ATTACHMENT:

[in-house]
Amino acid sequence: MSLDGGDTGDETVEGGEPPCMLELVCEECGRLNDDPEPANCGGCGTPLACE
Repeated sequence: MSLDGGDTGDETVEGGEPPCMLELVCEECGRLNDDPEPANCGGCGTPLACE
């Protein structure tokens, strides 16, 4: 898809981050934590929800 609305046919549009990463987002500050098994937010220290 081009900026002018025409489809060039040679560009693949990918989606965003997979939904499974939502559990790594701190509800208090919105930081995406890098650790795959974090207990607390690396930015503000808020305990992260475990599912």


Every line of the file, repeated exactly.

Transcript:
[in-house]
Amino acid sequence: MSLDGGDTGDETVEGGEPPCMLELVCEECGRLNDDPEPANCGGCGTPLACE
Repeated sequence: MSLDGGDTGDETVEGGEPPCMLELVCEECGRLNDDPEPANCGGCGTPLACE
């Protein structure tokens, strides 16, 4: 898809981050934590929800 609305046919549009990463987002500050098994937010220290 081009900026002018025409489809060039040679560009693949990918989606965003997979939904499974939502559990790594701190509800208090919105930081995406890098650790795959974090207990607390690396930015503000808020305990992260475990599912």